|Title||Gamebooks: Great Reads|
|Developer||Renaissance 2.0 Media, Inc.|
|Type of product||Gamified reading website and application|
|Platform||Web-based online platform. Mobile application for iOS requires iOS 6.0 or later. Compatible with iPhone, iPad, and iPod touch. Requires Android 4.0 and up.|
|Price||5 books are available for free of charge. The full library can be purchased for $5.99.|
Today’s reading experience is far more different compared to the last 15-20 years. We are not obliged to carry large and heavy books with ourselves anymore when going on a trip, to school, or when we wish to do pleasure reading. We do not need to wait in long queues in a bookshop to purchase a desired book, nor do we have to sign up for waiting lists to receive a notification when our book has been delivered. The whole process has been simplified since with a growing variety of reading applications and e-books available at our fingertips. We can indulge ourselves in the wide variety of books available online or in the application stores.
Although mobile devices have been less favored to be used over desktop PCs when completing learning tasks (Stockwell, 2010), they have been proved to enhance extensive reading (ER) expe- rience. Mobile devices are claimed to develop language learners’ language proficiency, are use- ful, easy to use, and satisfying (Lin, 2014). Therefore, implementing digital reading materials in language classrooms could highly contribute to language learning and teaching.
To provide the best ER experience for language learners is to bear in mind the following princi- ples: (1) The reading material is easy, (2) a variety of reading material on a wide range of topics must be available, (3) learners choose what they want to read, (4) learners read as much as possi- ble, (5) the purpose of reading is usually related to pleasure, information and general understand- ing, (6) reading is its own reward, (7) reading speed is usually faster rather than slower, (8) read- ing is individual and silent, (9) teachers orient and guide their students, (10) the teacher is a role model of a reader (Day & Bamford, 2002, pp. 137-140). Gamebooks: Great Reads meets all the aforementioned criteria to provide learners with appropriate reading materials and activities based on the readings.
Figure 1: Gamebooks’ home screen
Gamesbooks:Great Reads is a reading application created in the cooperation of Secretbuilders and the Oxford University Press from the Graded Readers series. The application is available in the AppStore for iOS and GooglePlay for Android devices along with web access. The app itself can be downloaded for free of charge; however, it gives access to very few books only. The whole library can be bought for a very reasonable price, that is 2190 HUF ($5.99). It includes 119 fairy tales and classics like The Shoemaker and the Elves, Little Red Riding Hood, The Self- ish Giant, White Fang and many more.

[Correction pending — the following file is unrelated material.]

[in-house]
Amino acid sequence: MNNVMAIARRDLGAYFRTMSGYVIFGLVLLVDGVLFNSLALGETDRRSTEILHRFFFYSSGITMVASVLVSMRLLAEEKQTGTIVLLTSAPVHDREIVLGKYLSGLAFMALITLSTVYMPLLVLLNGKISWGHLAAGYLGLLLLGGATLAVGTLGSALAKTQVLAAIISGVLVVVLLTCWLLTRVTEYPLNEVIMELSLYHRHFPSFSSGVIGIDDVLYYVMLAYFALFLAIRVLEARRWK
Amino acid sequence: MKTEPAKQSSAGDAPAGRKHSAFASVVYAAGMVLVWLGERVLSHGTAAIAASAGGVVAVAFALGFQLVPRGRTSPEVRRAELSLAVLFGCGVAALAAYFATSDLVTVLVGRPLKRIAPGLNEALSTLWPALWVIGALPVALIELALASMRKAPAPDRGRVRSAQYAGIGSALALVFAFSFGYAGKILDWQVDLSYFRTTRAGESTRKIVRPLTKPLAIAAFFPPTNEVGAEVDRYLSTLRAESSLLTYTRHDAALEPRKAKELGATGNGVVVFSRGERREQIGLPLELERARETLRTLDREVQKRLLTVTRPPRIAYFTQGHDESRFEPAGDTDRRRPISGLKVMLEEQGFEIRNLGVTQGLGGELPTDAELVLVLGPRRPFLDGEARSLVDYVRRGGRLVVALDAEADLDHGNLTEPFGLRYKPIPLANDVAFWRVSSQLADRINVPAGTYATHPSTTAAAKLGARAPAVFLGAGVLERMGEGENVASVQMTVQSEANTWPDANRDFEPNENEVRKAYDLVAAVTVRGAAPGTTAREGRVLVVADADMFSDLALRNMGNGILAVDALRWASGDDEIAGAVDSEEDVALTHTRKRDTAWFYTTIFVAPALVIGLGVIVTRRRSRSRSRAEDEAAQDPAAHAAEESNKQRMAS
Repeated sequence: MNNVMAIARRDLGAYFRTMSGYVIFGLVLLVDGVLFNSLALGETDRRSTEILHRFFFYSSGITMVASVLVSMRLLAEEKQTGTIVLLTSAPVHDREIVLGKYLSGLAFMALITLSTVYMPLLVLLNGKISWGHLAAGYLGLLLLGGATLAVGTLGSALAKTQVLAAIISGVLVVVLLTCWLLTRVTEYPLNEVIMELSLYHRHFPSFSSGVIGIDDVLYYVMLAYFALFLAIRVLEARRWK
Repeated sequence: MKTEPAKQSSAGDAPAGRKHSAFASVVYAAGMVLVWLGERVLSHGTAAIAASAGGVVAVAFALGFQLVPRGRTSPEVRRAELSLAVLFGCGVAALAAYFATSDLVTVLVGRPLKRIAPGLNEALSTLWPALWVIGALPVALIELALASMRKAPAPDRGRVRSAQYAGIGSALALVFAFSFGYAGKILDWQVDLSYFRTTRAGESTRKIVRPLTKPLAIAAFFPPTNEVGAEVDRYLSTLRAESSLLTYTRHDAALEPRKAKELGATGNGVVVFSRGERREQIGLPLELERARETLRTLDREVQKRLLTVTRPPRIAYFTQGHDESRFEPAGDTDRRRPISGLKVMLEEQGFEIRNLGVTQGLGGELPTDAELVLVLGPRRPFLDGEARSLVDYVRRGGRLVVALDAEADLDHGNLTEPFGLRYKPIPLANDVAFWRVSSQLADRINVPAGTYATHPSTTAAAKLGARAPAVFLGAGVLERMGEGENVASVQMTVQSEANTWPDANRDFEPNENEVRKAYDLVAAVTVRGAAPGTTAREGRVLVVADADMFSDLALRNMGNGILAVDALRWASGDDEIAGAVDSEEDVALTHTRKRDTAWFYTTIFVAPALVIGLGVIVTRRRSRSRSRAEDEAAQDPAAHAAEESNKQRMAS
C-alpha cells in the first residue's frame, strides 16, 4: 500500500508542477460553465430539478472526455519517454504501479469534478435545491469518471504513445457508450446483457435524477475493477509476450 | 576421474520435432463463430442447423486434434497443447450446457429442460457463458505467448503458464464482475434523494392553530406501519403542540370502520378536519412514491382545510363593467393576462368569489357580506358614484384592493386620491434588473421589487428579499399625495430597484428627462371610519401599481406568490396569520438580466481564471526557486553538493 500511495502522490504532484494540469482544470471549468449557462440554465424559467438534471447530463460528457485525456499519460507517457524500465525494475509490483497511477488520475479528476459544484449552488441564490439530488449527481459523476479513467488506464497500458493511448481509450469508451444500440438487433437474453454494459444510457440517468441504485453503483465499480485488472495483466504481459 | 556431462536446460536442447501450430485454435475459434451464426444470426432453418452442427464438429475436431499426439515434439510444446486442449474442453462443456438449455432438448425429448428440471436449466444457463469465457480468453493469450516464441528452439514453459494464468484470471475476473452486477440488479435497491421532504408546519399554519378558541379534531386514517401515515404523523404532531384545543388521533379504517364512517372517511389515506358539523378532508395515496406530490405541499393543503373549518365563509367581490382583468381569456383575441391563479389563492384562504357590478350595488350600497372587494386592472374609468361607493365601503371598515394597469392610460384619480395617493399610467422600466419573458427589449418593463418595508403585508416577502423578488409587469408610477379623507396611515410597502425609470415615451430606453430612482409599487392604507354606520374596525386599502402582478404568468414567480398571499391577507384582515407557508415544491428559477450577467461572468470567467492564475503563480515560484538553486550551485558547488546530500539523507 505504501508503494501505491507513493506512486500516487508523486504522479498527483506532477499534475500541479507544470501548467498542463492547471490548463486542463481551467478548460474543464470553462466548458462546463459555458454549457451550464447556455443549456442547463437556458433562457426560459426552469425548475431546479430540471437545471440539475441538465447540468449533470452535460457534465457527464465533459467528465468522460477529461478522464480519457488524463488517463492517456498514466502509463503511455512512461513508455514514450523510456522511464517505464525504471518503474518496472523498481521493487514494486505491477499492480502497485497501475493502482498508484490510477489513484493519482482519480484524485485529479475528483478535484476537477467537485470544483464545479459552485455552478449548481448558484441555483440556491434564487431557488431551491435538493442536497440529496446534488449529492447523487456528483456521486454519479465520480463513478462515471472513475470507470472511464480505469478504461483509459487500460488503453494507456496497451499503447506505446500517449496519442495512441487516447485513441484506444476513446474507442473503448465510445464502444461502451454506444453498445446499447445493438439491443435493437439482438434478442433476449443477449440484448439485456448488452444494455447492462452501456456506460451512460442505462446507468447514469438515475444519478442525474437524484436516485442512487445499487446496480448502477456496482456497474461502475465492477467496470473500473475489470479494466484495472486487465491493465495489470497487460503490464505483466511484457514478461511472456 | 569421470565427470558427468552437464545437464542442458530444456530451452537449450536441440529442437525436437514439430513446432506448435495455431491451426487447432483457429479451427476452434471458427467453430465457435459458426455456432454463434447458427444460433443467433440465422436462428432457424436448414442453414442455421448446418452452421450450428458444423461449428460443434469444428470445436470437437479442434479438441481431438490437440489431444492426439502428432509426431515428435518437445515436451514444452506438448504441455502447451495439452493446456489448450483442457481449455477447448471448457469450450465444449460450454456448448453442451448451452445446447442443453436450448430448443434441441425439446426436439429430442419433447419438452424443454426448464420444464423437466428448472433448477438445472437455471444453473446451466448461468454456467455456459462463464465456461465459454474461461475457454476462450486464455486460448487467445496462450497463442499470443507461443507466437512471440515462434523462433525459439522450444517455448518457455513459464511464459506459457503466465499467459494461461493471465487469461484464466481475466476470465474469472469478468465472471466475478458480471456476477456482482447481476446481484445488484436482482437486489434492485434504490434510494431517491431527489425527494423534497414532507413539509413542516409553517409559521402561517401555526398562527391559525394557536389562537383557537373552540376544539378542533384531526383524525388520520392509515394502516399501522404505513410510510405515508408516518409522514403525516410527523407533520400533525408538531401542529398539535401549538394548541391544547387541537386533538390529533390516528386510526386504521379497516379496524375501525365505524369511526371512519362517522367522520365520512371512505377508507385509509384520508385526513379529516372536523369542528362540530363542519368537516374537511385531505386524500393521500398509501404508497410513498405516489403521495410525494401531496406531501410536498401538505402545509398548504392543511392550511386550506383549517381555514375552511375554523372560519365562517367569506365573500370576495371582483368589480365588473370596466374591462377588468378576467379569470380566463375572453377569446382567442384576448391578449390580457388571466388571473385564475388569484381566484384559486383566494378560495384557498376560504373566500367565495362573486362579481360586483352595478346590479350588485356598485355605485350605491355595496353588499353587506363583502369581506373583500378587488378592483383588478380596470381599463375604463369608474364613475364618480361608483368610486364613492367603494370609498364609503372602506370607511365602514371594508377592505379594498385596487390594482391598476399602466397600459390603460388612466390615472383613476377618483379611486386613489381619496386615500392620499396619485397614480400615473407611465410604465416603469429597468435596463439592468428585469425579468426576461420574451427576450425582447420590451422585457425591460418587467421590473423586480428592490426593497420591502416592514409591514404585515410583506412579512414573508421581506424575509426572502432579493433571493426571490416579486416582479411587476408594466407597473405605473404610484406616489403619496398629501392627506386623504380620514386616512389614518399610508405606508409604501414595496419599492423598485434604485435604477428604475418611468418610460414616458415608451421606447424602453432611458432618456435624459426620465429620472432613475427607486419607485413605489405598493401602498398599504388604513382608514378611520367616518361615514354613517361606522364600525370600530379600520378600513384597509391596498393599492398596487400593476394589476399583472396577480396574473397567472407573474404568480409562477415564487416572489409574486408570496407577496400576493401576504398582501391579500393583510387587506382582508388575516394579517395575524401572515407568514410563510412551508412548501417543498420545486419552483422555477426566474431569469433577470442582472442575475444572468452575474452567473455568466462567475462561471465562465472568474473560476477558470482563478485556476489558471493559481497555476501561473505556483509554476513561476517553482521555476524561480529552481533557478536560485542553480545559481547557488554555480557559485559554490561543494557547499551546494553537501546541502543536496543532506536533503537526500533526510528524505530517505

To purchase the full library, user registration is required with a username and a password. It is important to know that for one device only one purchase has to be made. This means that the number of users on a shared device is not limited, however, if the users of a device wish to read the books on another one, they need to repurchase the whole content for that particular device, as there is no sharing option.
Figure 2: Creating a user account and avatar
When the purchase and registration are done, the gamification experience via badges and leader- boards can begin. After tapping the ‘PLAY’ button on the home screen, the user will find the books being divided into fairy tales and classic books, called great books in the app. In both groups there are five categories. Each category informs the user about the level of the books con- tained in reference to the CEFR, the number of the headwords, average word count and the Lex- ile level range. In the information chart about the great books, the length is also added.
Figure 3: Information about the levels of the books
After selecting the book we want to read, the table of contents is presented first, and the male- narrator starts reading the book using some basic read-aloud techniques like different voices to personalize the characters or tone fluctuation to engage the readers and hold their attention. Al- though the read-aloud helps learners to master accurate pronunciation, the pace can be a bit too slow for some of them; therefore it can be muted. When the reading is finished, the application offers the opportunity to either play the games or go back to the books.
There are different kind of interactive games and quizzes which test students’ understanding of the story, the vocabulary they have learnt, and the spelling of the words. After reading an ebook, they unlock the games at the end of the book or chapter. These tasks have to be solved within the given five-minute time frame. The activities include hidden object games where students have to